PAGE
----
Sermon preached on 1 Kings 2:1-12 by Rev. W. Reid Hankins during the Morning Worship Service at Trinity Presbyterian Church (OPC) on 6/16/2019 in Novato, CA.
Rev. W. Reid Hankins, M.Div.
1 Kings 2:1-12
And He Charged Solomon His Son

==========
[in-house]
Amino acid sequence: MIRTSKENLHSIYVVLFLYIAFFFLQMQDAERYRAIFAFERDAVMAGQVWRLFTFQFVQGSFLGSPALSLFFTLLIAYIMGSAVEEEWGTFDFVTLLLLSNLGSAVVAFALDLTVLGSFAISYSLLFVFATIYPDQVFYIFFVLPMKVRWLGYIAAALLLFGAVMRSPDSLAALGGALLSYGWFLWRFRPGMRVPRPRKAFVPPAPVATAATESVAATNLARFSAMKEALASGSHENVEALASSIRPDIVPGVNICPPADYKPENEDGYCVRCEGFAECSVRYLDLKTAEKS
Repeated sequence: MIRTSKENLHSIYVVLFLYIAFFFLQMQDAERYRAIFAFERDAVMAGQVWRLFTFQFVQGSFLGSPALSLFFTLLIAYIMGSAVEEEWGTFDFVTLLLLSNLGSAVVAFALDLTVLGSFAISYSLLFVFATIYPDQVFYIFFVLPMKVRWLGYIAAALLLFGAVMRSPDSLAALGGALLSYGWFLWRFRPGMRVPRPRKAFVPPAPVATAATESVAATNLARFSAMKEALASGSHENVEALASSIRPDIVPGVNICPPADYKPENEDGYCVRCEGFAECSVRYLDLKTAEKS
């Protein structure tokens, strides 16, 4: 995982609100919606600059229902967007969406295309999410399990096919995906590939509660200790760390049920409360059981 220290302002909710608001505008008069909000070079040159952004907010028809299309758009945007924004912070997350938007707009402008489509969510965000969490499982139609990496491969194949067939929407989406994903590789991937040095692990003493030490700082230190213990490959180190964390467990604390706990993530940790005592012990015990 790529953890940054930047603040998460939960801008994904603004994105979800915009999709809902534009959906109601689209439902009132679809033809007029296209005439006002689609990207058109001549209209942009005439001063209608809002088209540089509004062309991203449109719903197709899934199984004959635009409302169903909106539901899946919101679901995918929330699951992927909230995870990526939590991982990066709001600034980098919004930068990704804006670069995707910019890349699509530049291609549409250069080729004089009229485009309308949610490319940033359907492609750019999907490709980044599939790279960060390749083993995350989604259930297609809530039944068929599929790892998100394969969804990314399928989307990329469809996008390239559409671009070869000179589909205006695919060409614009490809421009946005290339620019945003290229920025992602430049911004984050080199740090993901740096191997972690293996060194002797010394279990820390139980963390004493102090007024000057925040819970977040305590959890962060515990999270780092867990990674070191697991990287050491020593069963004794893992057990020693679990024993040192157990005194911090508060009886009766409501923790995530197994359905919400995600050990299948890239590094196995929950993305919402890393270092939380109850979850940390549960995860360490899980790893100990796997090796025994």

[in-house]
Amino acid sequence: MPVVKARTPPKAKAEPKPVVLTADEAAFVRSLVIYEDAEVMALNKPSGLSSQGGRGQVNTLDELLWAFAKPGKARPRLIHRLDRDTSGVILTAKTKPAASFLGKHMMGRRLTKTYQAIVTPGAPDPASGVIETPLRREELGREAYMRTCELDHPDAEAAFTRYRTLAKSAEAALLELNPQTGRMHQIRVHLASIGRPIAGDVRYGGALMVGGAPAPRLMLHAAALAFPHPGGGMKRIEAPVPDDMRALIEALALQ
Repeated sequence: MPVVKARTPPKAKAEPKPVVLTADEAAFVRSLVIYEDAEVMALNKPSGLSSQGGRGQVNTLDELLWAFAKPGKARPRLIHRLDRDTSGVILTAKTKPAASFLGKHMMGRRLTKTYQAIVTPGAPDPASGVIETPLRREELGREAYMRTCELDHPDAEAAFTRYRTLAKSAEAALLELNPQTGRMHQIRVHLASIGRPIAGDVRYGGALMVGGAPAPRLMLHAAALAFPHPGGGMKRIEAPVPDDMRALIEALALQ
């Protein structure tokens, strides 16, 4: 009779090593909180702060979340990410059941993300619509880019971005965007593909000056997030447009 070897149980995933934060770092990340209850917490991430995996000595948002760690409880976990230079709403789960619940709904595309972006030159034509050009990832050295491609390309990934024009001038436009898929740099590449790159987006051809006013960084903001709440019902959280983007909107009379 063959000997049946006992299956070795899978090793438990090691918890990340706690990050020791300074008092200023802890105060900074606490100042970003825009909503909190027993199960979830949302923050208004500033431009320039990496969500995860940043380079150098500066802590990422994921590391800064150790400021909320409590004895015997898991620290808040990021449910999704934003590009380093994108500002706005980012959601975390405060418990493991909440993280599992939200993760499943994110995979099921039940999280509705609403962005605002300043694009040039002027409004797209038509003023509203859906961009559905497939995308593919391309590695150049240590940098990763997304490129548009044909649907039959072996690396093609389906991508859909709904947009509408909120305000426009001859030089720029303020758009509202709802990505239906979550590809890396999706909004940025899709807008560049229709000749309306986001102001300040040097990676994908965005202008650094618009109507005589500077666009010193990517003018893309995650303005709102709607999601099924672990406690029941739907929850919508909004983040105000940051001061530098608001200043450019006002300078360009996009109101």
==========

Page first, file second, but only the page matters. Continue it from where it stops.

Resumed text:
We began our first chapter in 1 Kings last week with Solomon being given the throne of his father David. Solomon would continue the Davidic kingdom as God had promised to David in the Davidic covenant. And yet though Solomon now in this chapter is already reining as King, his father David gives him this final charge before he dies. David is giving Solomon important instruction he needs to further and firmly establish his kingdom and reign. In fact, that word of “establishing” the kingdom appears not only in verse 12 but a total of four times in this chapter. That is the major theme in this chapter, about how the new King Solomon will firmly establish his kingdom. This first section of the chapter introduces that then with David’s final words to Solomon.